The new sample involves Generics, MarshalAsAttribute, and a new pair structure-delegate (one for each function exported by plug-in libraries), and effectively allowed me to cast the function pointer (passing through a single-IntPtr structure and a free-form memory reference) to the desired Delegate. This combination allowed me to code it simple, easy to understand, and use it quickly.

Points of interest

Still, I'm not sure if it's possible to cast the pointer conversion (from GetProcAddress) to a delegate using Delphi 8 the same way we used to, once they tried to keep full compatibility with previous versions. My first supposition is no, but if anyone has tested and made it work, share it too.

Also, I haven't had the time to test the code under .NET 1.0 or 1.1, so it may not work as expected, but considering the framework hasn't changed in this part, maybe it will work. I'll leave that for someone else to do the test.


This article, along with any associated source code and files, is licensed under The Code Project Open License (CPOL)


About the Author

Leonardo Pessoa
Systems Engineer
Brazil Brazil
I may seem nice but I rewrite other people's code from scratch.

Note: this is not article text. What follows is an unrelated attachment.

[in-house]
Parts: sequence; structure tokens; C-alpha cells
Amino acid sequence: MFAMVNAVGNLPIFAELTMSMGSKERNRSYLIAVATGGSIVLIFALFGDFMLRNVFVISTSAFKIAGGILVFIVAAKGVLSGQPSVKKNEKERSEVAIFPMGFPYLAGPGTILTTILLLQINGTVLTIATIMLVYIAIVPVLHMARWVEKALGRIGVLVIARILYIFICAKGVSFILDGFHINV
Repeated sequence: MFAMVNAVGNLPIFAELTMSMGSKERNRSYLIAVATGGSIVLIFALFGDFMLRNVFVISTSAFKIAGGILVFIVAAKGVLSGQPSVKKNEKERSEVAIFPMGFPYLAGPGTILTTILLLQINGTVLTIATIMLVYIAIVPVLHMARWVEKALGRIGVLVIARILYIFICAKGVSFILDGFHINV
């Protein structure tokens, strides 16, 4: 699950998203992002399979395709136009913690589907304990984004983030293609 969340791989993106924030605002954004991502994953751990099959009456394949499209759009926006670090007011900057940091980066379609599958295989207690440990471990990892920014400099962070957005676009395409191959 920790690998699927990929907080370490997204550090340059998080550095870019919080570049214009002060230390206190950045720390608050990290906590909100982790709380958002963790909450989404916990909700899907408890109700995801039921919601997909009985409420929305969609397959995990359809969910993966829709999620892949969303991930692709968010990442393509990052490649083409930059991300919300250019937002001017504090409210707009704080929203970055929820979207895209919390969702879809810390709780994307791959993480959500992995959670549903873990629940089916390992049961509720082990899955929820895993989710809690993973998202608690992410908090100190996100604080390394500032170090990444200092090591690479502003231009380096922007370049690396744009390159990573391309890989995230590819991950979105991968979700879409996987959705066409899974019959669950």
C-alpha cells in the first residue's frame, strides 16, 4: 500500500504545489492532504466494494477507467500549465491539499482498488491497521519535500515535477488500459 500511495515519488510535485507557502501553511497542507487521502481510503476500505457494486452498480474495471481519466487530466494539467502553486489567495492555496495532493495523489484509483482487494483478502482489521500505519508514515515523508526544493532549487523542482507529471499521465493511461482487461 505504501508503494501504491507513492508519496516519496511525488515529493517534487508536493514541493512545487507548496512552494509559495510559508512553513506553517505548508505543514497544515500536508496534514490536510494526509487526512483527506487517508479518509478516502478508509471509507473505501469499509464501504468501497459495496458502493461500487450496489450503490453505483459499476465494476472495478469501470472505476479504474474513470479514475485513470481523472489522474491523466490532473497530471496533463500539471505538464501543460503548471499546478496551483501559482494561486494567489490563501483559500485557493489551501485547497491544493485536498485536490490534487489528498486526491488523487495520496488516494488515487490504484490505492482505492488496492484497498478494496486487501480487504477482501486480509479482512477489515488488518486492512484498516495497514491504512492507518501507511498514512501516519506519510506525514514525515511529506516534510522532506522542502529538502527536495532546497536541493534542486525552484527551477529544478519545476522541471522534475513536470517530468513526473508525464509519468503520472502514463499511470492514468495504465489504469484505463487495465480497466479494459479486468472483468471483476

You may also be interested in...

Comments and Discussions

GeneralAPi Problem [modified] Pin
t4urean6-Aug-06 12:31
membert4urean6-Aug-06 12:31 
GeneralRe: APi Problem Pin
Harkos7-Aug-06 3:42
memberHarkos7-Aug-06 3:42 
GeneralC# Unknown return types Pin
Dhanjel_16-Jun-06 4:25
memberDhanjel_16-Jun-06 4:25 
AnswerRe: C# Unknown return types Pin
Harkos19-Jun-06 3:28
memberHarkos19-Jun-06 3:28 
NewsEasy now in 2.0 Pin
snortblt4-Nov-05 12:02
membersnortblt4-Nov-05 12:02 
GeneralRe: Easy now in 2.0 Pin
Harkos5-Nov-05 2:46
memberHarkos5-Nov-05 2:46 
GeneralRe: Easy now in 2.0 Pin
Harkos20-Apr-06 2:48
memberHarkos20-Apr-06 2:48 
GeneralRe: Easy now in 2.0 Pin
Lev Shisterov17-Jul-06 0:47
memberLev Shisterov17-Jul-06 0:47 
GeneralRe: Easy now in 2.0 Pin
Harkos17-Jul-06 3:13
memberHarkos17-Jul-06 3:13 
Generalnot working in 1.1 Pin
_zeromus2-Oct-04 22:41
suss_zeromus2-Oct-04 22:41 
GeneralRe: not working in 1.1 Pin
Harkos3-Oct-04 8:33
memberHarkos3-Oct-04 8:33 
GeneralRe: not working in 1.1 Pin
_zeromus3-Oct-04 9:25
suss_zeromus3-Oct-04 9:25 

General General    News News    Suggestion Suggestion    Question Question    Bug Bug    Answer Answer    Joke Joke    Praise Praise    Rant Rant    Admin Admin   

Use Ctrl+Left/Right to switch messages, Ctrl+Up/Down to switch threads, Ctrl+Shift+Left/Right to switch pages.

Permalink | Advertise | Privacy | Terms of Use | Mobile
Web03 | 2.8.171207.1 | Last Updated 7 Sep 2004
Article Copyright 2004 by Leonardo Pessoa
Everything else Copyright © CodeProject, 1999-2017
Layout: fixed | fluid